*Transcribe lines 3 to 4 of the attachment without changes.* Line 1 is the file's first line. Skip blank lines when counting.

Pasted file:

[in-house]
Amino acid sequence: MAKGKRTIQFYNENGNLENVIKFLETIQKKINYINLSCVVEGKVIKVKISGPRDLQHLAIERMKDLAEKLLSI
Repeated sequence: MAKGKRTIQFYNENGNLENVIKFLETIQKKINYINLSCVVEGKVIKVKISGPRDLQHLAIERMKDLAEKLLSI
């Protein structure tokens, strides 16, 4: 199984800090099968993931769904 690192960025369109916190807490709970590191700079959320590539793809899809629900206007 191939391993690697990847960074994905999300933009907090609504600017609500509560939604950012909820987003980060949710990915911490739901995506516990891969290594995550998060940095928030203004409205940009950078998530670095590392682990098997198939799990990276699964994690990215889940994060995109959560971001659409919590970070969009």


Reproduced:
Repeated sequence: MAKGKRTIQFYNENGNLENVIKFLETIQKKINYINLSCVVEGKVIKVKISGPRDLQHLAIERMKDLAEKLLSI
């Protein structure tokens, strides 16, 4: 199984800090099968993931769904 690192960025369109916190807490709970590191700079959320590539793809899809629900206007 191939391993690697990847960074994905999300933009907090609504600017609500509560939604950012909820987003980060949710990915911490739901995506516990891969290594995550998060940095928030203004409205940009950078998530670095590392682990098997198939799990990276699964994690990215889940994060995109959560971001659409919590970070969009």